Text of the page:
Why did I decide to become a Software Engineer?
A couple of years ago I stumbled upon a nonprofit organization called the PERIOD Movement. PERIOD is a global nonprofit organization fighting to end period poverty and stigma through service, education, and advocacy. Their mission drew me in instantly, and so I became the founder of the local chapter here in Chicago.
The reasons why I became so passionate about this movement are drawn out and would need a blog post of its own. Long story short, my work through PERIOD opened my eyes to the larger situation (to put it lightly) that is women’s healthcare.
Did you know?
Despite the narrow gender gap in life expectancy in industrialized countries, women experience more severe diseases with poor outcomes in many areas of health.
- Delayed and missed diagnoses are common for women in heart disease, stroke, and autoimmune diseases. Oftentimes, when doctors cannot come up with a diagnosis for women’s pain it is dismissed as psychosomatic.
- When it comes to heart disease, women have a 50% higher chance of getting an inaccurate diagnosis, and women also have higher rates of death during hospitalization for heart attacks.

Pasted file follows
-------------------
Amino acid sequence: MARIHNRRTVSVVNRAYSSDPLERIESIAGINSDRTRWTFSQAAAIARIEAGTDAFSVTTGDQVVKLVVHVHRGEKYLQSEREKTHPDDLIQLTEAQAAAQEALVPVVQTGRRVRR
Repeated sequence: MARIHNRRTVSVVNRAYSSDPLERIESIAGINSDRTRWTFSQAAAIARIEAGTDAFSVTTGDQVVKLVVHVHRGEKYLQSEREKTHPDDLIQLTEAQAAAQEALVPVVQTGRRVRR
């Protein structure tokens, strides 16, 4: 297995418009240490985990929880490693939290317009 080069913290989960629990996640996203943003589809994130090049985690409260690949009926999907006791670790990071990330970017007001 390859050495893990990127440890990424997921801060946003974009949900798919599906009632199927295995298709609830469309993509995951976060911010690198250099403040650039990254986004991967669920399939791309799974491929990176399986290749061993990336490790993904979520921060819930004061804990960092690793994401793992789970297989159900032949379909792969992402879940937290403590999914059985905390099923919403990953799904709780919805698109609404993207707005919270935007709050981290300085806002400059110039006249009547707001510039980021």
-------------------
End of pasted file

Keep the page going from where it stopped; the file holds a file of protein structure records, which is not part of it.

- When it comes to strokes, women are 30% more likely than men to have symptoms of stroke misdiagnosed and sent home from the emergency room
- While endometriosis affects 1 in 10 women of reproductive age, it takes an average of 6 to 10 years for an accurate diagnosis after the first symptoms appear.
This doesn’t even touch on fertility, sexual health, postpartum, and many other issues that have gone unacknowledged and unaddressed. Further, COVID-19 has only exacerbated the numbers.
Now, moving on to the question in the title of this blog post: Why do I want to become a Software Engineer?
I want to build the revolutionary technologies that are being developed in the Femtech space to address these inexcusable gaps.
“Graville believes taboos around female health, compounded by the lack of women in senior positions in both health and tech — see Apple launching its Healthkit in 2014 with no period-tracking facility — have meant that women’s needs have been neglected. And that provides opportunity, at a very timely point in history. “#MeToo, the Women’s March… we’re starting to see a sea change,” says Kabir. “These are all things that have given women an opportunity to be vocal about what they want, and that’s helping drive the growth of femtech companies that will give them that.”
Thankfully, there are already so many companies who are already tackling these issues head on. Companies like Carrot, Modern Fertility, Natalist, Nurx, and Rory (to name a few) have already hit the ground running… hard.
My goal after Flatiron School is to join one of the incredible companies in the Femtech space and join the mission to closing the gaps in women’s health. I’m still a long way away, but I’m enjoying every step.